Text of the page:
Total RNA was extracted from cancer and non-cancerous tissues using Trizol (Invitrogen, USA) according to the instructions of the Reverse Transcription System kit (Vazyme Biotech, China). Reverse transcription was performed according to kit instructions followed by quantitative PCR using the Roche 480 II Real-Time PCR machine, and the real time PCR conditions and reaction mixture composition were showed in Tables 6 and 7. All the gene expression levels were analyzed and calculated by using the 2-ΔΔCt method [29]. NF1 and β-Actin primers were purchased from Sangon Biotech Company. The primer sequences for NF1 were: forward, 5′-ACA CATGCAAAATGGGAACA-3′ and reverse, 5′-TGGGA CATTCGCCTCTTAAC-3′. The primer sequences for β-Actin were: forward, 5′-AGCGAGCATCCCCCAA AGTT-3′ and reverse, 5′-GGGCACGAAGGCTCAT CATT-3′.

Table 6: Real time PCR conditions

Program

Temperature

Time

Reaction times

Pre denaturation

95°C

10min

1

Denaturation

95°C

10s

annealing

55°C

20s

40

extend

72°C

15s

Insulation

72°C

3min

1

Table 7: Real time PCR reaction mixture composition

Reagents

Usage amount

SYBR® Premix Ex Taq II(Tli RNaseH Plus) (2×)

10 μl

PCR Forward Primer (10 μM)

0.8 μl

PCR Reverse Primer (10 μM)

0.8 μl

ROX Reference Dye or Dye II (50×)

0.4 μl

RT reaction solution (cDNA solution)

2 μl

dH2O (Sterilized distilled water)

6 μl

Total

20 μl*4

Evaluation of NF1 immunohistochemical staining

Immunohistochemical stained tissue sections were observed and photographed with a light microscope (Carl Zeiss, Germany). NF1 was detected mainly in the cytoplasm of the normal and tumor cells. The NF1 immunohistochemical stained tissue sections were reviewed and assessed independently by three pathologists in a blinded manner and a consensus was reached for each score. Scoring was based on the percentage of stained tumor cells (1=< 10%; 2=11%-50%; 3=> 51%) in a given tumor sample and the intensity of cytoplasmic staining that was graded as negative (score 0), weak (score 1), moderate (score 2), or strong (score 3). The final NF1 staining scores were calculated as percentage x staining intensity. Hence, final scores were, score 0=value 0; score 1=value 1-3; score 2=value 4-6; score 3=value 7-9. Then, the tissue sections were divided into two groups, low NF1 (score 0 or 1) and high NF1 (score 2 or 3) groups.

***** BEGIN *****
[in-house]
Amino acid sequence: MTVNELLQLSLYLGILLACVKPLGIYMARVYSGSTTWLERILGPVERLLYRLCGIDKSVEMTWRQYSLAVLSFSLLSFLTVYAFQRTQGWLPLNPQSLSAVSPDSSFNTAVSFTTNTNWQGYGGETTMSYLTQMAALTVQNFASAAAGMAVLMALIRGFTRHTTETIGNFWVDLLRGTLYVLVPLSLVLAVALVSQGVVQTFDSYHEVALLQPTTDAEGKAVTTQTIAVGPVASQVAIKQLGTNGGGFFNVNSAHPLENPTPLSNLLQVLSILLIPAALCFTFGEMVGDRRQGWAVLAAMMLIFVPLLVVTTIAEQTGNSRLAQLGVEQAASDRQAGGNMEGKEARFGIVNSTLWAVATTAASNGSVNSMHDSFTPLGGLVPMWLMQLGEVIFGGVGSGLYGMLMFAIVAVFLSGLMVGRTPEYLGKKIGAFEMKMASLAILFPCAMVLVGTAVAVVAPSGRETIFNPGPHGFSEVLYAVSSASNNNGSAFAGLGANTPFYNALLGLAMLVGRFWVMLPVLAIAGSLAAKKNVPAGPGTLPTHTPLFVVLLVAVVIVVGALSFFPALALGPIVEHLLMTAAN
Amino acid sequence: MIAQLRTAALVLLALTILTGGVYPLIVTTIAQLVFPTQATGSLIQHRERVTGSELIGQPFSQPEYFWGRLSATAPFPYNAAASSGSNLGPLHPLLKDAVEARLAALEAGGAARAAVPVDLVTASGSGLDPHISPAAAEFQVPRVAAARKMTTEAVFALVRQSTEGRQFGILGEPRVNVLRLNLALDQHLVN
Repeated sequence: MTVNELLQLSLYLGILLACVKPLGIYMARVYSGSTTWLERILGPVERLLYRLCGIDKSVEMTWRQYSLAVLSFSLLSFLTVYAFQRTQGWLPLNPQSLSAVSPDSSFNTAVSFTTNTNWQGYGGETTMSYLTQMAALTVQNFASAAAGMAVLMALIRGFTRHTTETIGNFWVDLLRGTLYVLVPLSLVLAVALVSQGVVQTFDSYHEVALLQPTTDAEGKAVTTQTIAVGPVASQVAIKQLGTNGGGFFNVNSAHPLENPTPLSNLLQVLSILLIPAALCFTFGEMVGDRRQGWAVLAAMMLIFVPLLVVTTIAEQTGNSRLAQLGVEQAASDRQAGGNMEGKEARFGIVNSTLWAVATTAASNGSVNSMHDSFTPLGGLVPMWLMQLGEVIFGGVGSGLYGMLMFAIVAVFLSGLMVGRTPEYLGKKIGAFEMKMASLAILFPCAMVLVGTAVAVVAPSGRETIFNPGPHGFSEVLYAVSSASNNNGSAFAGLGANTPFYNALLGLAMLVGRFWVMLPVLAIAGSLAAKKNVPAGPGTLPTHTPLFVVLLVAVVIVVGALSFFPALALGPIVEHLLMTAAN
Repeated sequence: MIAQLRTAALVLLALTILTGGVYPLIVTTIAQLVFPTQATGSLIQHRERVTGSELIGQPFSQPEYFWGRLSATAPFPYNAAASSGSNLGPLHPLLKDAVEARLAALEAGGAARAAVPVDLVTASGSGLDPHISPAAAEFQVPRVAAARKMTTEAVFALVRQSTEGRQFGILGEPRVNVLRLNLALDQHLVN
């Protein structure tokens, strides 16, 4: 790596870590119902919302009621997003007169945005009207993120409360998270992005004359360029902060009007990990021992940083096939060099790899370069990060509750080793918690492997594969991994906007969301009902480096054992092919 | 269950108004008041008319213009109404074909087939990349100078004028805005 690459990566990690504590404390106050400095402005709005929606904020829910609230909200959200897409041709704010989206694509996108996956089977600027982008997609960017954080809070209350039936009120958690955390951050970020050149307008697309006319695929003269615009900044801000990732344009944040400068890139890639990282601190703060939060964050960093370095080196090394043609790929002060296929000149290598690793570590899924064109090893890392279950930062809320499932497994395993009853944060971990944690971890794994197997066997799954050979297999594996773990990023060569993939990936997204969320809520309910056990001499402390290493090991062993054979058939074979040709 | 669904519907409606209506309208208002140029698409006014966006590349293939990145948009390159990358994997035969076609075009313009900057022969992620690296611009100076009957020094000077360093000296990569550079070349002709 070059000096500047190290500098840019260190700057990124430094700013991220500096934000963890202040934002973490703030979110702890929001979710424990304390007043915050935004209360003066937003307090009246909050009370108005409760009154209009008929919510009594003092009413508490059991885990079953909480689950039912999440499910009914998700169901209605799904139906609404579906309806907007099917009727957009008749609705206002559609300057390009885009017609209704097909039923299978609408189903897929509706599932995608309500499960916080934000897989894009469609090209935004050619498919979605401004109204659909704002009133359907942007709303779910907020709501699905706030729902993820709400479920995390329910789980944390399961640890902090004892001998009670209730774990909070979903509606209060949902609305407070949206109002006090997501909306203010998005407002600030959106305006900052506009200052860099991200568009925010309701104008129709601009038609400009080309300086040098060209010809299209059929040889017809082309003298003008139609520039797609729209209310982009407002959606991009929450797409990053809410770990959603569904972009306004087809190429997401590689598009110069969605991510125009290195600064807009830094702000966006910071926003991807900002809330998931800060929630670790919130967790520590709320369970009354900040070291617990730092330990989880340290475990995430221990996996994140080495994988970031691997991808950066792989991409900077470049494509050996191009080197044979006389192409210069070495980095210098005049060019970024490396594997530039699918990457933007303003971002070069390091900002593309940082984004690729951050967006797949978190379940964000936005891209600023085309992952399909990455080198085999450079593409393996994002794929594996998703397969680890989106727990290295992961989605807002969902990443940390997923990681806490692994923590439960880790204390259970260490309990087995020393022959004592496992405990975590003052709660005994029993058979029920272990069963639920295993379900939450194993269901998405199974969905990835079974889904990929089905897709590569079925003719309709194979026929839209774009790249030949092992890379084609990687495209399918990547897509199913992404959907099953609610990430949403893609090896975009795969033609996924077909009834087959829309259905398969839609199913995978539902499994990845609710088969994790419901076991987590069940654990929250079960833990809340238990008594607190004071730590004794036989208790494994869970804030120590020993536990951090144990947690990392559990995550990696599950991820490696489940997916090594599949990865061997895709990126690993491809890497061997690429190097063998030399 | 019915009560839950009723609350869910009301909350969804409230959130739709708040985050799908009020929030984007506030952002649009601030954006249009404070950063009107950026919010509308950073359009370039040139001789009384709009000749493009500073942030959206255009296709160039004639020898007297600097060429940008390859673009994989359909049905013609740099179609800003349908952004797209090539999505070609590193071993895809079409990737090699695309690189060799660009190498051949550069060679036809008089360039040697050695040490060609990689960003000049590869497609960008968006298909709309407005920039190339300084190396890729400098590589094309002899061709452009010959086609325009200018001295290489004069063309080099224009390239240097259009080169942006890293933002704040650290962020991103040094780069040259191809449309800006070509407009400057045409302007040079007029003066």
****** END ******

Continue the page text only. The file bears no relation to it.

Statistical analysis

All data were statistically analyzed by SPSS version 17.0 software (SPSS Inc, Chicago, IL, USA). The Pearson’s Chi-squared (χ2) test was used to evaluate the difference between levels of NF1 staining in specimens and clinicopathological characteristics. The Kaplan-Meier survival analysis method was used to assess the association between NF1 expression and overall survival. The log-rank test was used to evaluate the differences between survival curve of patients with high or low NF1 expression. To determine prognostic factors, multivariate regression analysis was performed using the Cox proportional hazards model for variables with P<0.05 in the univariate Cox analyses. All P values were two-sided and a P value less than 0.05 were considered statistically significant.

ACKNOWLEDGMENTS

We thank oncotarget’s “English Edit OT” Language Editing service for editing the manuscript.

CONFLICTS OF INTEREST

The authors declare no conflicts of interest.

GRANT SUPPORT

The study was supported by funding from the National Natural Science Foundation of China (81403150, 81403106, 81274174)